More content categorizers. [1].

More content categorizers..

Information overload.

We cope but it isn’t getting much better.

And sometimes finding what we’re looking for is like a needle in a field of haystacks. Or a leaf in forest of trees.

Search alone is rarely enough to find what you need in very large data spaces. For example, Google search results and Monster candidate listings often return thousands of close hits. Matching engines efficiently apply criteria to a two-sided search (both employer and worker have demands to be met and supply ways to meet the others’ demands).

Taxonomies are another approach. Yahoo! and Open Directory show the value of navigating through clumps and clusters of related sites. But you have your own data to mine. And creating a taxonomy by hand is expensive and slow. 

Enter taxonomy helpers. They do several things:

  • Analyze source files: Suck metadata from your diverse resources (documents, web pages, emails, news feeds, etc.) into a common and comparable format
  • Define clusters: Help define your topics and how the topics are related. This is compute and storage intense, so it is often done bit by bit. Starting with broad categories and refining and splitting them as they fill up.
  • Categorize: Assign each resource into one or more categories in the taxonomy, typically using metadata.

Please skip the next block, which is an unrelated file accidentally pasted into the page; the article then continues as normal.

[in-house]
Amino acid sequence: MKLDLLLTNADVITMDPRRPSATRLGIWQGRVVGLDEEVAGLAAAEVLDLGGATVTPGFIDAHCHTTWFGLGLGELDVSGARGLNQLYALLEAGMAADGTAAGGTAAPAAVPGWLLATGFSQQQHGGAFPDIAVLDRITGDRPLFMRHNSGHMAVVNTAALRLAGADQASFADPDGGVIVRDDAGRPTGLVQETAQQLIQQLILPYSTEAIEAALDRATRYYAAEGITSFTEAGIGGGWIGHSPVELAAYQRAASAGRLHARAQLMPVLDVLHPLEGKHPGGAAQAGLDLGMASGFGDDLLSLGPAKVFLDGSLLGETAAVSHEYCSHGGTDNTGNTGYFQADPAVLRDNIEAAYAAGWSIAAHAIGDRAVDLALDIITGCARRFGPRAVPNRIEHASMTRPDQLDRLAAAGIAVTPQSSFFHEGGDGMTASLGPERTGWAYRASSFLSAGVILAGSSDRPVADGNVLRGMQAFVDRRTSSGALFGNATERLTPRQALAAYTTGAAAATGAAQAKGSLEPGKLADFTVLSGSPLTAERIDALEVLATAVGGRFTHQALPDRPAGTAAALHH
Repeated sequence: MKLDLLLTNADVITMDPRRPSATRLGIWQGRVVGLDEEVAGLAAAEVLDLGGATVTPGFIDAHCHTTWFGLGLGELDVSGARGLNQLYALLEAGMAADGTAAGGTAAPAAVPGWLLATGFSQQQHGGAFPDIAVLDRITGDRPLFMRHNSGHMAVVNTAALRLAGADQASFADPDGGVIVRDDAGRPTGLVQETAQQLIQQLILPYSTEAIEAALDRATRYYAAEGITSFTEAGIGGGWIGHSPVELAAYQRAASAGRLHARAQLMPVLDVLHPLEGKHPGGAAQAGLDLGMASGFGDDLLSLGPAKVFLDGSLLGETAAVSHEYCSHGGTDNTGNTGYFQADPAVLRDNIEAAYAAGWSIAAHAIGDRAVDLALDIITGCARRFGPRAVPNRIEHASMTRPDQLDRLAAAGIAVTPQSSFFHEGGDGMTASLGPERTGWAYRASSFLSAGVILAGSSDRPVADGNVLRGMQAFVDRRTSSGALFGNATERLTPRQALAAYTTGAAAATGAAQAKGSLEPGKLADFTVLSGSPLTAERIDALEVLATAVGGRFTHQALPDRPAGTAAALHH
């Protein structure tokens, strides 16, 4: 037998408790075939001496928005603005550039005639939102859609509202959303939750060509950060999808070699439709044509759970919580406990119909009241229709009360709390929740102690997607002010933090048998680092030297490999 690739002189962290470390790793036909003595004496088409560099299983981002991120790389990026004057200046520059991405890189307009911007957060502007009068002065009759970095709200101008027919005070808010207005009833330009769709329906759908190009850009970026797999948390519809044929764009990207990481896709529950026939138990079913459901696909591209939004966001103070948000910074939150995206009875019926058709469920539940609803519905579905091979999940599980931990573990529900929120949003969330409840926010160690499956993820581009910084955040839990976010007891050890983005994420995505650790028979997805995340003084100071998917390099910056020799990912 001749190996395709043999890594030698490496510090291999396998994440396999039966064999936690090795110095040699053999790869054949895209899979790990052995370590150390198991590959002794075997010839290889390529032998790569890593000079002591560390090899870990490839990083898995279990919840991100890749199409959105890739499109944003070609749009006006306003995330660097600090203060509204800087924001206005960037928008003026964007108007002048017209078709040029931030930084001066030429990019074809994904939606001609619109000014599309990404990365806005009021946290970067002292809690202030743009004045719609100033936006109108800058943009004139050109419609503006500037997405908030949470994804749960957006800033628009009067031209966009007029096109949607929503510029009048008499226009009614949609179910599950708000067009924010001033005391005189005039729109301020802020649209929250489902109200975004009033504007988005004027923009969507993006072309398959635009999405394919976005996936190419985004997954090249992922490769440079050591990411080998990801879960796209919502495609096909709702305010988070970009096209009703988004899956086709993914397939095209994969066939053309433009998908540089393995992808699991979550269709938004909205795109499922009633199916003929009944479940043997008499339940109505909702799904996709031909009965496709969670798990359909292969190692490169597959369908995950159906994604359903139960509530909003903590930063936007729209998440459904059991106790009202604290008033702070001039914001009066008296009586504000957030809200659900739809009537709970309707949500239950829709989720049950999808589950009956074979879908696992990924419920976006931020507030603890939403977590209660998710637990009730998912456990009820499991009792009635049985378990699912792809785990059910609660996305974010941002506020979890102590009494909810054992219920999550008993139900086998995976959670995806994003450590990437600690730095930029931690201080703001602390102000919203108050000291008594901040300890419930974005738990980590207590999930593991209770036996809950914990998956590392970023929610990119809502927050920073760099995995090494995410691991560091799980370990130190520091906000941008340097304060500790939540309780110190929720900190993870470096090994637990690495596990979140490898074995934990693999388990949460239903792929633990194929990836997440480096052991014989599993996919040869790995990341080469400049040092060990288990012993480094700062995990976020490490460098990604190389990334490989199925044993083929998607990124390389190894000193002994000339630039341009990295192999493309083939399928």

• Serve: Manage a user experience for surfing or flying through the taxonomy.

Here’s a roundup on some shipping categorizers.

First, I noted Quiver, a tool that recommends topics for human review and approval.

Back in April, eContent Magazine wrote a piece on Taxonomy’s Role in Content Management.

Taxonomy technology greatly assists the sharing of enterprise knowledge. But don’t expect to sit back and watch it go. Experts agree that those searching for an out-of-the-box solution shouldn’t hold their breath. Count on adding a little elbow grease, but the results will be worth it.

They mentioned taxonomy vendors:

Autonomy creates and maintains outlines using pattern and cluster analysis. Separate components analyze documents for their content and categorize them to taxonomy branches and leaves.

Inxight Software’s Categorizer filters, classifies and delivers content to users and corporate knowledge bases. It scales to millions of documents and thousands of topics in multiple languages. A sister product, MetaText Server elicits structured data from unstructured sources.   

Lotus Discovery Server extracts, analyzes, and categorizes structured and unstructured content to reveal the relationships between the information as well as the people, topics, and user activity in an organization.

Microsoft‘s SharePoint Portal Server has manual content categorization features.

Semio’s SemioTagger autocategorizes content.

Sopheon autocategorizes content from multiple sources, including sources external to the enterprise.

They also pointed out taxonomy visualization sites. uses cartography to map clusters of information spatially.

Inxight VizServer’s Star Tree (shown here) and Table Lens help you to meaningfully surf large dataspaces.

TheBrain Technologies

Now eWeek reviews three more products in this space:

eWeek’s overview of the comparison findings is worth reading as is their eVal Scorecard: Content Categorization. Note they used very small record sets, the low thousands. Even a small company will organize hundreds of thousands of records, if not millions.

One last note. Standards in this area are few and rarely implemented. These few are RDF (Resource Description Framework), DAML (DARPA Agent Markup Language), and DAML+ OIL (Ontology Inference Layer).

Now where should I categorize this post?

[a klog apart]